Profile: Maison Albert Bichot (Beaune)

Update 29.10.2009(29.3.2005)billn


Quick question – can you name the 8th Grand Cru of Chablis? – Sorry, you took too long to answer, but don’t worry, that and the answer to many other questions will become clear as you continue…

Maison Albert Bichot is perhaps the sleeper of the large Beaune negociants – what do I mean by that? – well, despite it’s size and the apparent quality of it’s production, it is a name that’s not on the tip of most tongues – Why? Well I can think of at least three reasons:

  1. Firstly, the branding has historically showcased the names of the individual domaines rather than the owner of those domaines. A recent re-design is subtly starting to make the Bichot name more prominent and I have to say that I do like the design of those labels.
  2. Secondly, (as commercial director Philippe de Marcilly freely admits) they have, perhaps, for a number of years ‘overlooked’ many of the English-language ‘opinion-formers’.
  3. Finally, the books written about Burgundy are starting to get a little long-in-the-tooth, typically being snapshots of the early 1990’s; here Bichot is clearly framed as an underachiever – so maybe it was a good strategy to avoid the journalists!

It was a bottle of Bichot’s 2001 Vosne-Romanée (see below) that got me thinking; I drank it in January ’05 together with a well-reviewed 2002 Vosne-Romanée from another producer yet I preferred the 2001 – perhaps it was time to find out more…

Past and present

By the standards of Burgundy, Maison Albert Bichot is a large producer: Perhaps smaller than Jadot but larger than Drouhin, owning over 100 hectares of vineyards and vinifying ~150 they are similar in size to Bouchard Père et Fils. Still family owned since 1831, it is now the sixth generation of Bichots at the helm – Albéric Bichot.

Albéric has had a flying start to his tenure – already in the last 12 months, three awards for winemaking (Winemaker of the Year 2004 – Le Journal de Paris, Decanter World Wine Awards 2004 – International Pinot Noir Trophy, 2004 Wine International Challenge – Red Winemaker of the Year). A conversation was overheard at a recent tasting; one of the tasters asking whether the awards might have been a fluke, a well-known journalist tasting the wines replied “one award maybe, lightening doesn’t tend to strike twice in the same place, but three…”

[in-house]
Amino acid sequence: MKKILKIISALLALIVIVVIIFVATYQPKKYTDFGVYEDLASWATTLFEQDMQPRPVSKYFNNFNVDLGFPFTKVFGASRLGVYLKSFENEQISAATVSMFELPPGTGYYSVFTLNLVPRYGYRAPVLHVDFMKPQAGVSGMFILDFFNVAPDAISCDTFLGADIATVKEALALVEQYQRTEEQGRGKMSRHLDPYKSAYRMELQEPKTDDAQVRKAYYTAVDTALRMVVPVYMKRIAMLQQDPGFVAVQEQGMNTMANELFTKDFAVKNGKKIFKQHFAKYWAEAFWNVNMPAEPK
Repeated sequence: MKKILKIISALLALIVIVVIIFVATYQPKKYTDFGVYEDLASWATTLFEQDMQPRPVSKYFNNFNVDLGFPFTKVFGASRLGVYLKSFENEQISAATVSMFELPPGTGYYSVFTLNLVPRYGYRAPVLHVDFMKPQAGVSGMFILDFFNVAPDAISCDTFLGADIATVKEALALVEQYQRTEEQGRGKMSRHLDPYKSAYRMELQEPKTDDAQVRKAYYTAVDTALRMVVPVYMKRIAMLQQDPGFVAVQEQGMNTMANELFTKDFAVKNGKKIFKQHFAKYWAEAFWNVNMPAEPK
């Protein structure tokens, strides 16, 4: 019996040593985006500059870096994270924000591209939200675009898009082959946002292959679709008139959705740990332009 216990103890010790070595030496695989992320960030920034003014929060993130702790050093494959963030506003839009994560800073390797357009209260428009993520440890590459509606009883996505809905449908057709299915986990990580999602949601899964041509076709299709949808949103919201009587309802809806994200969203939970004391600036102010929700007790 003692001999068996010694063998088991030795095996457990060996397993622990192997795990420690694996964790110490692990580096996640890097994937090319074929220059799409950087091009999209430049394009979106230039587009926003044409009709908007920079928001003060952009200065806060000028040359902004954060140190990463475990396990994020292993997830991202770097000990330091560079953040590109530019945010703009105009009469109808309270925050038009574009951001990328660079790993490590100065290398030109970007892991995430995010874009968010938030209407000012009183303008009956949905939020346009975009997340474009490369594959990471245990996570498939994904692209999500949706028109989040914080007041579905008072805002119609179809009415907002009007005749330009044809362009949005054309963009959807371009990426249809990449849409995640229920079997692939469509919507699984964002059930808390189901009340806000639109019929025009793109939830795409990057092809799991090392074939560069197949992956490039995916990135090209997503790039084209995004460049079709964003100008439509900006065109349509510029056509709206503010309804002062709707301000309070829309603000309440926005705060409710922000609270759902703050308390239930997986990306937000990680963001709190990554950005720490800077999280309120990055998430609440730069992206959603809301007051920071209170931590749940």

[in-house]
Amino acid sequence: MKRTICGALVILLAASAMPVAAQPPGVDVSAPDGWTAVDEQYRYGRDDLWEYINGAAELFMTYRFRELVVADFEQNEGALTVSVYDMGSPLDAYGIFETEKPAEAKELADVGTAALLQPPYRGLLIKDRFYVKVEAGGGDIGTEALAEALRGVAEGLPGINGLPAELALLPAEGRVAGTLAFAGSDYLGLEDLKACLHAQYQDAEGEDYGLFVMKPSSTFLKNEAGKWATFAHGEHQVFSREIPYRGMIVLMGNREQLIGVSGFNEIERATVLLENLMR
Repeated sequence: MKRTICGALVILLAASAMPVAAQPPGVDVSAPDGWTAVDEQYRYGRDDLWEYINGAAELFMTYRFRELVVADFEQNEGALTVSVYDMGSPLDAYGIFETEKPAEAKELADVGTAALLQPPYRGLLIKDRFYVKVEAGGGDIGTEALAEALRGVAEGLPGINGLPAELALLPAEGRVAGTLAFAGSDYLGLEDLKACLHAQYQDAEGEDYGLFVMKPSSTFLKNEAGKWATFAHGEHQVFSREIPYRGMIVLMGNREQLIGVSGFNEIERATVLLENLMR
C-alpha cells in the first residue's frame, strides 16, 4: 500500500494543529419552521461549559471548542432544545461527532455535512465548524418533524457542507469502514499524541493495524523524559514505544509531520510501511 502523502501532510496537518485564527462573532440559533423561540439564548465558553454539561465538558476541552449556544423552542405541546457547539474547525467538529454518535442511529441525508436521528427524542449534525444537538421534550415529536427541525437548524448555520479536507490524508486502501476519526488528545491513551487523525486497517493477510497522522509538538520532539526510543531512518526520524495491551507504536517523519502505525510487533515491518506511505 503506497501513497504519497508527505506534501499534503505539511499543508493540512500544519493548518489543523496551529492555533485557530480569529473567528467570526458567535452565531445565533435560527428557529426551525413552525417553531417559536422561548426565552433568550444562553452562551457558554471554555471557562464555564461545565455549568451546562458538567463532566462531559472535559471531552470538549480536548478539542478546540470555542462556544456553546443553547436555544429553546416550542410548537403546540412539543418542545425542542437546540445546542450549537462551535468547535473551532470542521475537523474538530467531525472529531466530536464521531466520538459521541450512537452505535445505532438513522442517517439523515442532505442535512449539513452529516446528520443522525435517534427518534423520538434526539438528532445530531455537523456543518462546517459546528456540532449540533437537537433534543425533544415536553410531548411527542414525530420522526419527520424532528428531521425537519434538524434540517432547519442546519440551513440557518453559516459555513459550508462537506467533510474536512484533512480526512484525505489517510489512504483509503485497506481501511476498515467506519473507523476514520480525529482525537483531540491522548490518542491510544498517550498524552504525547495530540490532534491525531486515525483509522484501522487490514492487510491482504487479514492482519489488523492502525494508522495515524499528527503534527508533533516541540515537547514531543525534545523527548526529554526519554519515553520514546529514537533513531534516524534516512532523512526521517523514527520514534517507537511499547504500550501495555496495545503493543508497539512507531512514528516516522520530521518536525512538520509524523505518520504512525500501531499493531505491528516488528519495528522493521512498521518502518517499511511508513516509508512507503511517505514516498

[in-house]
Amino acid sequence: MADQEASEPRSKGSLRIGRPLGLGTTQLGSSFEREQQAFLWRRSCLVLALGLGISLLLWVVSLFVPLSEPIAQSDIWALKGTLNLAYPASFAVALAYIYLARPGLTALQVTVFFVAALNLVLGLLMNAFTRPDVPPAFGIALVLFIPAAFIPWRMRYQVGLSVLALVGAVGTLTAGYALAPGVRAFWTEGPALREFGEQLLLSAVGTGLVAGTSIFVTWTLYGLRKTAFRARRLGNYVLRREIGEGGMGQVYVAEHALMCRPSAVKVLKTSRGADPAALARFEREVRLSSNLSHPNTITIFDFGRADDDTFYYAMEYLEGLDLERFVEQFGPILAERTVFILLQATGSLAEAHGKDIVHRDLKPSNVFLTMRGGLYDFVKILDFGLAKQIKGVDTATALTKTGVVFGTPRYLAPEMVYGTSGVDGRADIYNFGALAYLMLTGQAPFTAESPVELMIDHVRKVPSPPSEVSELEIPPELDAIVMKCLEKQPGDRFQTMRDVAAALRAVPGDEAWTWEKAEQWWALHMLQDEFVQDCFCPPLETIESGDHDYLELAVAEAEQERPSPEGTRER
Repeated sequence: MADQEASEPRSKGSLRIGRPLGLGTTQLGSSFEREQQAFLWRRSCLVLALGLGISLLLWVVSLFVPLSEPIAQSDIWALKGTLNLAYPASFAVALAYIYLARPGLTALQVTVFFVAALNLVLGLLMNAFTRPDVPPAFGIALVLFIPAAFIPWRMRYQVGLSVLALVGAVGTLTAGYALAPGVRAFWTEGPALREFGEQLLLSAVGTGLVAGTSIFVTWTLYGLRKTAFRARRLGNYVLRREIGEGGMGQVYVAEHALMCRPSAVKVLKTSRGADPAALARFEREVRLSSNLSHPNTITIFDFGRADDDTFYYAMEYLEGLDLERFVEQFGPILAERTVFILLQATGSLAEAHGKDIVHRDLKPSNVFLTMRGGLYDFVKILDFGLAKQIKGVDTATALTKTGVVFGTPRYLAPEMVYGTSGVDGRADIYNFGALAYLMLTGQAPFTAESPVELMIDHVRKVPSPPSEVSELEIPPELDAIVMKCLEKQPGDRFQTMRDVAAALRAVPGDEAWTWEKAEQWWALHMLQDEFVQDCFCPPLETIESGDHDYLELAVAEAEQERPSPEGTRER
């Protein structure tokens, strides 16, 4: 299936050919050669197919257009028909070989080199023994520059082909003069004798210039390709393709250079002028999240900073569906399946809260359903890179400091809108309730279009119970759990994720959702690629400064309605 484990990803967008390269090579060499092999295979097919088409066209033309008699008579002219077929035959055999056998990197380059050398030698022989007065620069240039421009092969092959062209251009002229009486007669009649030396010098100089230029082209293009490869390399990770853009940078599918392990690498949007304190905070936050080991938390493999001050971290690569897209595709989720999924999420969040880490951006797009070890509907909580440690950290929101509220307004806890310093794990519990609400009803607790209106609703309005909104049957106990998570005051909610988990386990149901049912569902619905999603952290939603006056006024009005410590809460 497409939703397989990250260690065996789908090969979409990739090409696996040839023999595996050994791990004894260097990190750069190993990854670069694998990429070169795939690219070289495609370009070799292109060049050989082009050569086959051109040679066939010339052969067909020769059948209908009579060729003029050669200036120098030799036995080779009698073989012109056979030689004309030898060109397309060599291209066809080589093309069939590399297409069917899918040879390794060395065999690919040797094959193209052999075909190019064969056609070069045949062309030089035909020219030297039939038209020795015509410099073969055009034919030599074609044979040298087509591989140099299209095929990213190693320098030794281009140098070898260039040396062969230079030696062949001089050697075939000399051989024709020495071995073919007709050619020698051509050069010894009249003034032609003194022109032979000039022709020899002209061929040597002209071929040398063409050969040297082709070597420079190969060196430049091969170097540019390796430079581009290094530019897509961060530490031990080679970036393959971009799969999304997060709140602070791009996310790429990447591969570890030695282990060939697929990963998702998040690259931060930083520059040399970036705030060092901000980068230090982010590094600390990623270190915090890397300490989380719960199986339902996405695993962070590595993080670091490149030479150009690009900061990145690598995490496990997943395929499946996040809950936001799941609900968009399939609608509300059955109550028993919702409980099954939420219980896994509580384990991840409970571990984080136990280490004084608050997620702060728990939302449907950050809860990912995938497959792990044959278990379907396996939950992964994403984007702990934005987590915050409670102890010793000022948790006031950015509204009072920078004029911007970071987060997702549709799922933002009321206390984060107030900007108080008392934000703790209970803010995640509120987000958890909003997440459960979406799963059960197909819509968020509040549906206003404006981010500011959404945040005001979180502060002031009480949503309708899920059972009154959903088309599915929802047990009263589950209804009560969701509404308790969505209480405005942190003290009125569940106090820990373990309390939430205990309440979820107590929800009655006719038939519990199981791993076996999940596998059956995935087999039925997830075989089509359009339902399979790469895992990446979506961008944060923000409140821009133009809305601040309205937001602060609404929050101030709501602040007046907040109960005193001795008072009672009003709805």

It was in the mid 1990’s that Maison Bichot decided to change the way they worked. They realised that if they wanted to be relevant in the future they would need to do everything they could to increase the quality of their wines – this meant taking control in the vineyard as well as the cuverie – the raw materials would be everything. Today 100% of their crus are vinified in-house and the amount of villages wines they vinify increases by the year – currently 80% is in-house. The wines are vinified locally to their vineyards by local régisseur under the watchful eye of of Bichot’s head winemaker Alain Serveau, it was he who was instrumental in the current ‘in-house’ vinification philosophy. Alain points to traditional vinification in open wooden vats, occasionally whole cluster fermentations when it fits, no pumping, the wine is only moved by gravity where possible.

To facilitate this increase in their own production they have purchased a large cuverie from Bouchard P&F – those of you familiar with the ring-road around Beaune should recollect a large BP&F facility on the left-hand-side of the road – this is what Bichot have bought and they expect that it will take around 12 months to get it into the configuration they desire.

Christophe Chauvel is responsible for the vineyards (ex of Domaine Leflaive where he worked closely with Pierre Morey) and explains that it is quite easy to vinify if the raw materials are good – it’s his job to make sure that they are. To that end, yields are restricted, aiming for ~35 hl/ha for the crus, no fertilisers (just a little compost every 5 or 6 years) and no herbicides are used – weed control is only by ploughing. They effectively produce in an organic way but don’t bother with the (considerable) effort for certification – it is enough for them to know that they work in the best way. “Just like life” says Christophe “the soil needs to be a balance”. It is, of-course, more expensive to work this way but if there is an equivalent increase in quality, then they can more than recoup that cost.

2003 Maison Albert Bichot, Bourgogne Pinot Noir Vieilles Vignes